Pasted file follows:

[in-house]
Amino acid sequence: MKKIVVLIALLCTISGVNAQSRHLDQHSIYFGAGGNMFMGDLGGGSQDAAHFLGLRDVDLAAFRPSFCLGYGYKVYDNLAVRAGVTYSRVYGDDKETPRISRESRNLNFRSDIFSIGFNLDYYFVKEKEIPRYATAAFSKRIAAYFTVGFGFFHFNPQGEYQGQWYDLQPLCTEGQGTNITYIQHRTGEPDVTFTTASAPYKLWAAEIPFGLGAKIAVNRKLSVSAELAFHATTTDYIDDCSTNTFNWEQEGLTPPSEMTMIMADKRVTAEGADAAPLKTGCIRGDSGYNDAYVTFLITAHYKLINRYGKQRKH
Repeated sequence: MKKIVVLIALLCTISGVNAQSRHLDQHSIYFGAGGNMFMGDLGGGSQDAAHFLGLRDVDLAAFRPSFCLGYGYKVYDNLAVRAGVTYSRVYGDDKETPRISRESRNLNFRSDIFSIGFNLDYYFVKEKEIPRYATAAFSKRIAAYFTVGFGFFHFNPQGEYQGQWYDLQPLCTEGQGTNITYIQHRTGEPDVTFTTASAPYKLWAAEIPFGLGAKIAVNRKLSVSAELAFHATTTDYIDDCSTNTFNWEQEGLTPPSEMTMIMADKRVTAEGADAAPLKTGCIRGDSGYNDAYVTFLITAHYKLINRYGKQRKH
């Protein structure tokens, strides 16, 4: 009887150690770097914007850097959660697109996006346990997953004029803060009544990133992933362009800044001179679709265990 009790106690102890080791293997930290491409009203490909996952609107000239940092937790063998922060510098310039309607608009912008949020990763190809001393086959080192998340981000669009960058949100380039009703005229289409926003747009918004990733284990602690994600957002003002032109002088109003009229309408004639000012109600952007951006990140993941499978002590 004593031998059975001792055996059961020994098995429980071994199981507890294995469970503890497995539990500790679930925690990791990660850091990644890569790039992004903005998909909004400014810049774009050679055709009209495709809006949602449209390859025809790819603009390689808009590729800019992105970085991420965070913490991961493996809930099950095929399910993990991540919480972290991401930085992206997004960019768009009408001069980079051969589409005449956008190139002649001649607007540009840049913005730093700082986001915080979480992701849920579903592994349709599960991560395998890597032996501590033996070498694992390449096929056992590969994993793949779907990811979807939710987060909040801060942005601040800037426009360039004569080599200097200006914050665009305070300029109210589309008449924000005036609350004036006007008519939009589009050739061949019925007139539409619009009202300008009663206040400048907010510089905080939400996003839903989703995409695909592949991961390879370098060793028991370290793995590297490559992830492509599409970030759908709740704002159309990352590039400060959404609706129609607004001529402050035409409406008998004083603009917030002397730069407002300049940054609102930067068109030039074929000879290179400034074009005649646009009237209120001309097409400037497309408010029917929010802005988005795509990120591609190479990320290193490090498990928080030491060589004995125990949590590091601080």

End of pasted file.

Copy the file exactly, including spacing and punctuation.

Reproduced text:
[in-house]
Amino acid sequence: MKKIVVLIALLCTISGVNAQSRHLDQHSIYFGAGGNMFMGDLGGGSQDAAHFLGLRDVDLAAFRPSFCLGYGYKVYDNLAVRAGVTYSRVYGDDKETPRISRESRNLNFRSDIFSIGFNLDYYFVKEKEIPRYATAAFSKRIAAYFTVGFGFFHFNPQGEYQGQWYDLQPLCTEGQGTNITYIQHRTGEPDVTFTTASAPYKLWAAEIPFGLGAKIAVNRKLSVSAELAFHATTTDYIDDCSTNTFNWEQEGLTPPSEMTMIMADKRVTAEGADAAPLKTGCIRGDSGYNDAYVTFLITAHYKLINRYGKQRKH
Repeated sequence: MKKIVVLIALLCTISGVNAQSRHLDQHSIYFGAGGNMFMGDLGGGSQDAAHFLGLRDVDLAAFRPSFCLGYGYKVYDNLAVRAGVTYSRVYGDDKETPRISRESRNLNFRSDIFSIGFNLDYYFVKEKEIPRYATAAFSKRIAAYFTVGFGFFHFNPQGEYQGQWYDLQPLCTEGQGTNITYIQHRTGEPDVTFTTASAPYKLWAAEIPFGLGAKIAVNRKLSVSAELAFHATTTDYIDDCSTNTFNWEQEGLTPPSEMTMIMADKRVTAEGADAAPLKTGCIRGDSGYNDAYVTFLITAHYKLINRYGKQRKH
């Protein structure tokens, strides 16, 4: 009887150690770097914007850097959660697109996006346990997953004029803060009544990133992933362009800044001179679709265990 009790106690102890080791293997930290491409009203490909996952609107000239940092937790063998922060510098310039309607608009912008949020990763190809001393086959080192998340981000669009960058949100380039009703005229289409926003747009918004990733284990602690994600957002003002032109002088109003009229309408004639000012109600952007951006990140993941499978002590 004593031998059975001792055996059961020994098995429980071994199981507890294995469970503890497995539990500790679930925690990791990660850091990644890569790039992004903005998909909004400014810049774009050679055709009209495709809006949602449209390859025809790819603009390689808009590729800019992105970085991420965070913490991961493996809930099950095929399910993990991540919480972290991401930085992206997004960019768009009408001069980079051969589409005449956008190139002649001649607007540009840049913005730093700082986001915080979480992701849920579903592994349709599960991560395998890597032996501590033996070498694992390449096929056992590969994993793949779907990811979807939710987060909040801060942005601040800037426009360039004569080599200097200006914050665009305070300029109210589309008449924000005036609350004036006007008519939009589009050739061949019925007139539409619009009202300008009663206040400048907010510089905080939400996003839903989703995409695909592949991961390879370098060793028991370290793995590297490559992830492509599409970030759908709740704002159309990352590039400060959404609706129609607004001529402050035409409406008998004083603009917030002397730069407002300049940054609102930067068109030039074929000879290179400034074009005649646009009237209120001309097409400037497309408010029917929010802005988005795509990120591609190479990320290193490090498990928080030491060589004995125990949590590091601080």